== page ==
But whether or not I had listened to the account of any number of these soldiers, there was one that I knew, a certain SSgt Robert W. Tripp, USAF, from whom I received 1/2 of my DNA code. As I was running along side of the cemetery, following the marathon course, there was one point that our distance from each other was at its minimum. Yes, recreational mental calculus based thoughts while running, but the realization made me smile as he too was immersed in the sciences, an engineer. With a small tear in my eye, surely not a bead of sweat, I turned slightly toward the cemetery and gave him a small salute. I turned back forward, enough of being sentimental, there was a race afoot!
Mile 20 to Finish
As we left the Arsenal Island to go back over to the “mainland”, we crossed the 20 mile marker. I looked at my watch, 3:00:07, knowing at this point my legs were feeling heavy, my mind ran through the rigors of different paces and implications on finishing time. As it was, were I to keep my current pace, I was looking at a 3:59 finishing time. Realistically, I knew my pace would slow, but I wasn’t sure how slow I would become. There was 6.2 miles of exposure from the sun left to endure, the sun would be relentless and I, I would endeavor.
Making the math easier, slowing down to a 10 min pace, would add 1 hour 2 minutes, forecasting me for a 4:01 finishing time. Dropping down to an 11 minute mile pace would put me around a 4:07 So, I had some time in the bank to spend, if needed. However, if I wanted to achieve a PR, I could not let my average pace slip past 11 minutes per mile.
The last 6.2 miles of the course was the flattest part of the course. It was about 3 miles out then turn around for about 3 miles to the finish. In theory, you would think this is a good thing… and it is, to a point. Having hills, even small hills forces you to change the muscles you use so that no one muscle group has to do all the work. So, for me, I found the lack of hills, well, rather disturbing. All sun, no hills makes Terry’s legs fatigue faster.
Wouldn’t you know it, around Mile 21 I was looking for a place to ditch thanks to Operation Saturation. I wasn’t going to waste precious time standing in line for a portapotty. However, there was no place to politely ditch without a bunch of people around. If push came to shove, I would do what I needed to do but for now, I could still manage. I even went through a water stop and drank water and Gatorade even though I still needed to go.
Shortly after the water stop, I found a place and took a sharp 90 degree turn beside a trashcan shielded behind a wall. P.E.E. that’s how I spelled relief. My bladder thanked me and my legs enjoyed the rest while it lasted and then I was off again. Mile 21 split – 10:06.
I found myself closing in on the 4 hour Pacer (who had passed me at some point) and even hung with him for a short while. I realized my pace was a little fast and let him pull ahead by slowing down slightly. While there was still time left in the race, I had at most, an 8 minute 1 second window to still achieve a PR. My ultimate marathon goal of a sub 4 hour finish would have to come another day, but a PR didn’t have to wait, but it wouldn’t come easy. Mile 22 split – 10:02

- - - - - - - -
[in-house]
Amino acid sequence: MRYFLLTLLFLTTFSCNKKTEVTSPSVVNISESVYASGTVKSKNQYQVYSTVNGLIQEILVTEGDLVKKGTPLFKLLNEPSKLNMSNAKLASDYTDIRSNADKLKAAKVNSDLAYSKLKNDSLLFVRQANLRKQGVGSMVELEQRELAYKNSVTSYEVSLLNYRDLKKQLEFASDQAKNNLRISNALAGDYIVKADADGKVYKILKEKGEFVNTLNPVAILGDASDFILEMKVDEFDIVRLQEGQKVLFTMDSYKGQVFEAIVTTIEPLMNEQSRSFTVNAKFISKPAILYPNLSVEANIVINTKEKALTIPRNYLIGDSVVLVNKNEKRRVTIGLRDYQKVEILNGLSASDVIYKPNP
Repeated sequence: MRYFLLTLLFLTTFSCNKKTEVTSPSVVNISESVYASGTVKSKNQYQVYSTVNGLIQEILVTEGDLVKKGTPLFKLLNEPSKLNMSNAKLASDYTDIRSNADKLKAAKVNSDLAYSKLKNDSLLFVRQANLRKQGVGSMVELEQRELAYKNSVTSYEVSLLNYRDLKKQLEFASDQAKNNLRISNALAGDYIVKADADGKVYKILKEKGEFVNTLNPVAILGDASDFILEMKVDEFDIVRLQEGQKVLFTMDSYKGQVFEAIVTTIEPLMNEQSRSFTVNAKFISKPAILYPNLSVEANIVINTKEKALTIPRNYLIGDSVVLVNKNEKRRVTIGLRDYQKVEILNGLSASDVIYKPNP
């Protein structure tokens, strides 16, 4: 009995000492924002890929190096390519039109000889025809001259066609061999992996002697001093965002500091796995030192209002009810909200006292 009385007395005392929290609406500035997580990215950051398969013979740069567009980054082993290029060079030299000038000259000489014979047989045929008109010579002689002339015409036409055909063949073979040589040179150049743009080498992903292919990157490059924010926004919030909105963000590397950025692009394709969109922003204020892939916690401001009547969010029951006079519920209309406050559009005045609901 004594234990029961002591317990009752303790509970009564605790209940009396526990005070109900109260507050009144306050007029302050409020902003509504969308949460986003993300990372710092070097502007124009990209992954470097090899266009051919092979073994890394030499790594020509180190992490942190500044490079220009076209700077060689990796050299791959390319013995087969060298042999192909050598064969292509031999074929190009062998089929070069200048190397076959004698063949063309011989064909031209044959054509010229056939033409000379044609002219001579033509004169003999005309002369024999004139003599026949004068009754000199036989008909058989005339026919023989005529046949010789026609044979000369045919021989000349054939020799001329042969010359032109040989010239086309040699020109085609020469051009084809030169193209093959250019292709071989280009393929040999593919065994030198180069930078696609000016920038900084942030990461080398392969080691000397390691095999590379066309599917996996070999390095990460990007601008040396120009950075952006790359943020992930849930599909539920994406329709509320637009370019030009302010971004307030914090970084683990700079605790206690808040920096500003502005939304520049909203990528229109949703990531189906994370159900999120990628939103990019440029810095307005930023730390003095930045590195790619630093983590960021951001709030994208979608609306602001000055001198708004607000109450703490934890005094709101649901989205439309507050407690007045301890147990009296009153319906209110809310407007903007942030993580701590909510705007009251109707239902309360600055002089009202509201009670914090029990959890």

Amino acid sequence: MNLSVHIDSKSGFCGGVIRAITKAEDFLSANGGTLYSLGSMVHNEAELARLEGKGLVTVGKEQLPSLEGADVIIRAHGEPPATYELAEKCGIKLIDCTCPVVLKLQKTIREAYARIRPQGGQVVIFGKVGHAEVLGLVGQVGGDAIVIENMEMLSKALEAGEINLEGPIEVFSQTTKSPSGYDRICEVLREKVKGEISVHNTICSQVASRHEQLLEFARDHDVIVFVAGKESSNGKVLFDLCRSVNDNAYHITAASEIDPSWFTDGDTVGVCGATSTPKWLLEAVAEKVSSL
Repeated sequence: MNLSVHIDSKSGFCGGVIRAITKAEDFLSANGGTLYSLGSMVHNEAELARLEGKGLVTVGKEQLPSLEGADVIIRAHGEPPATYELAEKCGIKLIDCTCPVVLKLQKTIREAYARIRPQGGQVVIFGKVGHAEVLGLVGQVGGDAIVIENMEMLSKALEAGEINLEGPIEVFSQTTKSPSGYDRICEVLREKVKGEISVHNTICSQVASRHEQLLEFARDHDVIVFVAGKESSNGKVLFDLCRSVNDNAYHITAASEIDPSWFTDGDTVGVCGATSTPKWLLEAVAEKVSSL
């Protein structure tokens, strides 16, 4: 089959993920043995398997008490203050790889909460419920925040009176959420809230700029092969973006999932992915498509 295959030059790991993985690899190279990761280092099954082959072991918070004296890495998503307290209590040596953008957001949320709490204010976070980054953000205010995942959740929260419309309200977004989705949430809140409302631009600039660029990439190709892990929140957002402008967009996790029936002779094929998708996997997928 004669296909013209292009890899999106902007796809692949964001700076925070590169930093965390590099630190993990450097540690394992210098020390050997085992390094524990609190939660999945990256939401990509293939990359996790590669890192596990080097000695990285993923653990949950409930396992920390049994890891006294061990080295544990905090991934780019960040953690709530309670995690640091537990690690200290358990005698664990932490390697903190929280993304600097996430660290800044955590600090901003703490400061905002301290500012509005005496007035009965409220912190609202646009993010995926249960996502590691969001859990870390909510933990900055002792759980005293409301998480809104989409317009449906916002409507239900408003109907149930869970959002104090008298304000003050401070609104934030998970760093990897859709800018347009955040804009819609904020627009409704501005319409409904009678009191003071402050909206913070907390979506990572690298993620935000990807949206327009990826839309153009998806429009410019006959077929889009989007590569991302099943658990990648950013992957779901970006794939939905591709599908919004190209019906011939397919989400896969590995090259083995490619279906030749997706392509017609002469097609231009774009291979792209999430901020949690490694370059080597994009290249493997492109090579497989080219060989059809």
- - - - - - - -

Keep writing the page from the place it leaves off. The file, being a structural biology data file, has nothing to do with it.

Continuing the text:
For these last 6 or so miles, I took walk breaks when I needed and continuously drank all the water I could manage. No shade was available, the sun was draining and the temperature was still comfortable but rising. I welcomed another wet towel station along the way and took advantage of it in both directions.
I was watching the time that I had banked slip away at each mile marker. I knew though, I had to go as fast as I could without depleting my energy too early. I was limiting myself to walk breaks to a minute, preferably less. If I stopped to do my leg stretch, I knew I my pace would be slightly faster for a short period of time. Also, for time management, I made sure that I had the cap of my bottle off before I got to the water stop, and when my bottle was being filled, I would grab a water or Gatorade for the road. Mile 23 split – 11:06.
At the water stop near Mile 23, they filled my water bottle with the coldest, tastiest water I had ever put to my lips. It was ambrosia, but I didn’t get to enjoy it too long. At Mile 24, it was time to prepare for the Finish Line. At this point, my time was 3:33 and I knew that a PR time was probable, if I could keep steady.
Then, to my surprise, I saw the 4 hour Pacer, still moving forward but shoulders hunched forward as if in a daze. I had been there many times in races… moving forward to the finish line… somewhere out there. This was his first race as a Pacer, but even in his condition, he had done 10x better than I did in my first gig as Pacer. When you get to this point as a Pacer, where you know there is no way to finish at your goal time, there is the added weight that hangs heavy on your mind that you have failed. Runners were counting on you to get them to the finish line by that time and now it wasn’t going to happen. At least he was going to finish, I had a DNF (Did Not Finish) on my first pacing attempt. But as I tell the Knoxville Pacers in the last email before Race Day, if something happens, take care of yourself. It.will.be.okay! So today, neither of us were going to finish under 4 hours, but I could smell a PR… it was there in front of me… on the horizon. Mile 24 split – 11:26.